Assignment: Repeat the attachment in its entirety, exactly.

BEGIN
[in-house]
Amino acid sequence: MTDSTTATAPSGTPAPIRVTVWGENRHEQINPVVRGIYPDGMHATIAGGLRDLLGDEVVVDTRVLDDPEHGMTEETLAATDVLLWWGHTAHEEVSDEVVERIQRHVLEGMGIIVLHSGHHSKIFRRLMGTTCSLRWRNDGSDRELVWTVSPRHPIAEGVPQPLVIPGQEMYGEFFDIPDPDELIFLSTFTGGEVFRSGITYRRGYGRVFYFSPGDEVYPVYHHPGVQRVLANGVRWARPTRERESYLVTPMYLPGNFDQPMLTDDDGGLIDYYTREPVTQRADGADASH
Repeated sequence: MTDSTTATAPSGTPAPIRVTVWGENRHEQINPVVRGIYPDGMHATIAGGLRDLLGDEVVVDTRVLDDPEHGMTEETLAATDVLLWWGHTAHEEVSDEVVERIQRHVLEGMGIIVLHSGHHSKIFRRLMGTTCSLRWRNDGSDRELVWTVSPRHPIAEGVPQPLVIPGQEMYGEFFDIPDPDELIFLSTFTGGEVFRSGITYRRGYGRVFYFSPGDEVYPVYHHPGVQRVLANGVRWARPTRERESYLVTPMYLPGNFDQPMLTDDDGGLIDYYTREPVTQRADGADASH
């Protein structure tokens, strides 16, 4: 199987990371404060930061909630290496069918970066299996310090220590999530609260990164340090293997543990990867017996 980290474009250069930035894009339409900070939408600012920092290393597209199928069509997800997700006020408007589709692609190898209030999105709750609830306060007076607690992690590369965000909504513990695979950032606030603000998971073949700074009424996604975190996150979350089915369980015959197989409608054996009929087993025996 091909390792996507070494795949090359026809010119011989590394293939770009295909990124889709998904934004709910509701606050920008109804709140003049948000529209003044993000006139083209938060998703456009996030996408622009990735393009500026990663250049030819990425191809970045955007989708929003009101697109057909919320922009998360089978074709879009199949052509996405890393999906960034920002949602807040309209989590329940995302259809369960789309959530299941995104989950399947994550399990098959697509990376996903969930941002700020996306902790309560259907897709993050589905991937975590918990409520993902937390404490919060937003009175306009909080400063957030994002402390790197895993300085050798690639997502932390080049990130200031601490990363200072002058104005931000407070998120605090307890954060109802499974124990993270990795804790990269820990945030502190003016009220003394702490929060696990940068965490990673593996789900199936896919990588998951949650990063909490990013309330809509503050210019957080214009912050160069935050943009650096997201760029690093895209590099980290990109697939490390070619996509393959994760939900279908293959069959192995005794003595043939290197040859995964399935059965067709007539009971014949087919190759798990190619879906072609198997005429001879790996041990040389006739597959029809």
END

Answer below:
[in-house]
Amino acid sequence: MTDSTTATAPSGTPAPIRVTVWGENRHEQINPVVRGIYPDGMHATIAGGLRDLLGDEVVVDTRVLDDPEHGMTEETLAATDVLLWWGHTAHEEVSDEVVERIQRHVLEGMGIIVLHSGHHSKIFRRLMGTTCSLRWRNDGSDRELVWTVSPRHPIAEGVPQPLVIPGQEMYGEFFDIPDPDELIFLSTFTGGEVFRSGITYRRGYGRVFYFSPGDEVYPVYHHPGVQRVLANGVRWARPTRERESYLVTPMYLPGNFDQPMLTDDDGGLIDYYTREPVTQRADGADASH
Repeated sequence: MTDSTTATAPSGTPAPIRVTVWGENRHEQINPVVRGIYPDGMHATIAGGLRDLLGDEVVVDTRVLDDPEHGMTEETLAATDVLLWWGHTAHEEVSDEVVERIQRHVLEGMGIIVLHSGHHSKIFRRLMGTTCSLRWRNDGSDRELVWTVSPRHPIAEGVPQPLVIPGQEMYGEFFDIPDPDELIFLSTFTGGEVFRSGITYRRGYGRVFYFSPGDEVYPVYHHPGVQRVLANGVRWARPTRERESYLVTPMYLPGNFDQPMLTDDDGGLIDYYTREPVTQRADGADASH
């Protein structure tokens, strides 16, 4: 199987990371404060930061909630290496069918970066299996310090220590999530609260990164340090293997543990990867017996 980290474009250069930035894009339409900070939408600012920092290393597209199928069509997800997700006020408007589709692609190898209030999105709750609830306060007076607690992690590369965000909504513990695979950032606030603000998971073949700074009424996604975190996150979350089915369980015959197989409608054996009929087993025996 091909390792996507070494795949090359026809010119011989590394293939770009295909990124889709998904934004709910509701606050920008109804709140003049948000529209003044993000006139083209938060998703456009996030996408622009990735393009500026990663250049030819990425191809970045955007989708929003009101697109057909919320922009998360089978074709879009199949052509996405890393999906960034920002949602807040309209989590329940995302259809369960789309959530299941995104989950399947994550399990098959697509990376996903969930941002700020996306902790309560259907897709993050589905991937975590918990409520993902937390404490919060937003009175306009909080400063957030994002402390790197895993300085050798690639997502932390080049990130200031601490990363200072002058104005931000407070998120605090307890954060109802499974124990993270990795804790990269820990945030502190003016009220003394702490929060696990940068965490990673593996789900199936896919990588998951949650990063909490990013309330809509503050210019957080214009912050160069935050943009650096997201760029690093895209590099980290990109697939490390070619996509393959994760939900279908293959069959192995005794003595043939290197040859995964399935059965067709007539009971014949087919190759798990190619879906072609198997005429001879790996041990040389006739597959029809």